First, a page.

Few actors in Hollywood have ridden a cold streak as long as Will Smith. Once the bankable prince of cool, the triple-threat actor has experienced a number of bumps: from After Earth to Gemini Man. But in the first animated feature of his career—Troy Quane and Nick Bruno’s secret agent comedy Spies in Disguise—the star rekindles what made him the hottest ticket in town in a film that mixes his easy sophistication, peerless heroics, and penchant for feel-good stories.
Here, Walter Beckett (Tom Holland) is a young scientist whose only companion comes in the form of a female pigeon. The son of a cop, he hopes to change the world for the better, to make espionage less a game of deadly assassins and a chance for peace in the form of glitter, kittens, and hugs. His style runs in sharp contrast to Lance Sterling (Will Smith). The best spy in the world, Sterling exemplifies confidence and style. He’s literally worshiped like a god by all at the agency, while Walter might as well be drying paint. But when Sterling is framed by a metal claw handed terrorist named Killian (Ben Mendelsohn, the king of bad guys) of betraying his country, and hunted by internal affairs agent Marcy Kappel (Rashida Jones), he turns to Walter to hide. And to these ends, the young scientist accidentally turns the world’s top spy into a pigeon.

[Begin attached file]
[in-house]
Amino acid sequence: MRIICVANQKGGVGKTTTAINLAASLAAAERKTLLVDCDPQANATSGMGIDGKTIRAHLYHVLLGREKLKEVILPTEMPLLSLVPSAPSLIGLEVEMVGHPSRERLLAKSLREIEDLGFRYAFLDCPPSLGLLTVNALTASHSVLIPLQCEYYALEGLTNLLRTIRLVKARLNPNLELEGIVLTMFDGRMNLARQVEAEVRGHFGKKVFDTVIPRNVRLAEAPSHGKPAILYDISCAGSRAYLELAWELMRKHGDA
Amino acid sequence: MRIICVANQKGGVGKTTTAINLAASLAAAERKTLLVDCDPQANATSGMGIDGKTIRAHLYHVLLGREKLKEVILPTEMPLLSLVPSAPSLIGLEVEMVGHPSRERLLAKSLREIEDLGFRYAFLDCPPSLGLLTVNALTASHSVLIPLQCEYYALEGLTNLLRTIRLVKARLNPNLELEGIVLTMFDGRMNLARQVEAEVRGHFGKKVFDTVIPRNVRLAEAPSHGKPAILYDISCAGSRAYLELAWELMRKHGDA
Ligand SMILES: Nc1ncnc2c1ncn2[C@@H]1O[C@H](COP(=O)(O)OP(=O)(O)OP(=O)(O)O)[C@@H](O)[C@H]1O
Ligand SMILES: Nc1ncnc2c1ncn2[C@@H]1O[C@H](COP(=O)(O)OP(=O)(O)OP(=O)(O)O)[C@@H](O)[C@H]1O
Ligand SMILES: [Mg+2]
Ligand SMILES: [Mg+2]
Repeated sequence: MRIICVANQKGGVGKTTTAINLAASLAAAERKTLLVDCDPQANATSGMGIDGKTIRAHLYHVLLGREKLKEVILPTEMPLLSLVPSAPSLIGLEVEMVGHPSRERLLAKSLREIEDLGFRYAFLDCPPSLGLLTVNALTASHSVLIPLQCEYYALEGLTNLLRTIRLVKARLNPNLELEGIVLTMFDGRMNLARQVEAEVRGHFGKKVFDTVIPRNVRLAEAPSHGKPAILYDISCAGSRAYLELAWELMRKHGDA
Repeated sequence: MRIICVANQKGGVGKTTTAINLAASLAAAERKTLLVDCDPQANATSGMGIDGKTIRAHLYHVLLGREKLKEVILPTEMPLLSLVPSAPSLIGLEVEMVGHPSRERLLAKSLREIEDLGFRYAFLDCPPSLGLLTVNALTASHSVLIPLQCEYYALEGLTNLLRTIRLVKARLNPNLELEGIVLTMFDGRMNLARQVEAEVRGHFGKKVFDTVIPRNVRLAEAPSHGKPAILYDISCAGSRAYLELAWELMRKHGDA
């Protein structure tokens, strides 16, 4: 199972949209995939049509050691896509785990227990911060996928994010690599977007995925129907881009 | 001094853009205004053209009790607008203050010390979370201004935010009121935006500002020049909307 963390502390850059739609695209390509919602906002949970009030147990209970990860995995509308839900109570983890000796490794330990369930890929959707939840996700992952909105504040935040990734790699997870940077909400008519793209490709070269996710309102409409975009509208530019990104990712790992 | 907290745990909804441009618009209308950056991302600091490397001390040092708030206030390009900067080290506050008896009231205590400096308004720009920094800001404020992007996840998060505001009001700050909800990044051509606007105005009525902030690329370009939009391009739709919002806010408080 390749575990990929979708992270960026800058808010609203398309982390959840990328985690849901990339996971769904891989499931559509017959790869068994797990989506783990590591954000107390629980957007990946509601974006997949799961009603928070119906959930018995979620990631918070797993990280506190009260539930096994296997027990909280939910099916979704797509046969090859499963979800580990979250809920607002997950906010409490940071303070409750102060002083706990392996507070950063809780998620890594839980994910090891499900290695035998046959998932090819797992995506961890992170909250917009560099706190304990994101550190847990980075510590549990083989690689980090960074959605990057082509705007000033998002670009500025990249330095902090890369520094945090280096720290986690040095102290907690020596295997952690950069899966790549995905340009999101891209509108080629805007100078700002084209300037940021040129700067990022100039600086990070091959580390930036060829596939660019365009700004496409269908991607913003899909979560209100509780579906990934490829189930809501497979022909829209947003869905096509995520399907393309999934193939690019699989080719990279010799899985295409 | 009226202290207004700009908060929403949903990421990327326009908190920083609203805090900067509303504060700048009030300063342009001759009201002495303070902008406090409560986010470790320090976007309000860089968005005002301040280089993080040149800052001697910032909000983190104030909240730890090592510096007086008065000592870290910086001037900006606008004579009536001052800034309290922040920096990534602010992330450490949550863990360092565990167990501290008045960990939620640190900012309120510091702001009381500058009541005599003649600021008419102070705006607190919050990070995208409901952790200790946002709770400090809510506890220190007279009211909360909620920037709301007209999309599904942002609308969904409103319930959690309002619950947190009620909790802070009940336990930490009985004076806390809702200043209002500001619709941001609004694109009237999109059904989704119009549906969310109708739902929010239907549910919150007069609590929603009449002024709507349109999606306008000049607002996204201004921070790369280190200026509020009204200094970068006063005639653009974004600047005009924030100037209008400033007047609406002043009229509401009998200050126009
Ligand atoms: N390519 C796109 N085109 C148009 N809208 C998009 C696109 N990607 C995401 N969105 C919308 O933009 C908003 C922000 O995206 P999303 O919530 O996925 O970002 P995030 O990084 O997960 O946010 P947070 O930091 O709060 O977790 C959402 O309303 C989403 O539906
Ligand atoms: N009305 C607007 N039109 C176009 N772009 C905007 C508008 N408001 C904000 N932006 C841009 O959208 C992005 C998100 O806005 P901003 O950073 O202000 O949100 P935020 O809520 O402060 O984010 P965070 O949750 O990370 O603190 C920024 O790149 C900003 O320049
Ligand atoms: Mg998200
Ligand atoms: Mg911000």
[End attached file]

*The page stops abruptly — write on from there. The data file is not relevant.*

At its best, Spies in Disguise works on two levels: a meeting of disparate personalities—Walter is lampooned as a weirdo by his agency co-workers while Sterling flies solo above the fray—and a lesson in kindness. So while Sterling has a shoot-first mentality, Walter wants to change that while showing him the advantages of being a pigeon (like glutton-free breadcrumbs).
Furthermore, the animated picture serves as a reminder of Smith’s impeccable comedic timing. Here, his style fits the previous effortless dad humor he once cornered the market on. A mentor to the young scientist, Sterling must learn to work with others. He finds a flock of oddball birds, learns to let his emotional guard down, and open himself to Walter’s methods. The push-pull causes the confident spy to allow some humility. These factors make Spies in Disguise less James Bond, though a few of the intricately composed action sequences do have references to Casino Royale and Skyfall, and more Ethan Hunt. Moreover, in a children’s film, the sex appeal is somewhat subtracted (though it definitely is still there, look at that very fitted suit), and replaced with vulnerability.
These two opposites: geek and cool, become best friends. And while Spies in Disguise doesn’t offer the same empathy required to fully sketch its villain as it asks Sterling to, the conclusion doesn’t lack for warmth. Ultimately, Spies in Disguise is an overdue and welcomed return to form for Will Smith.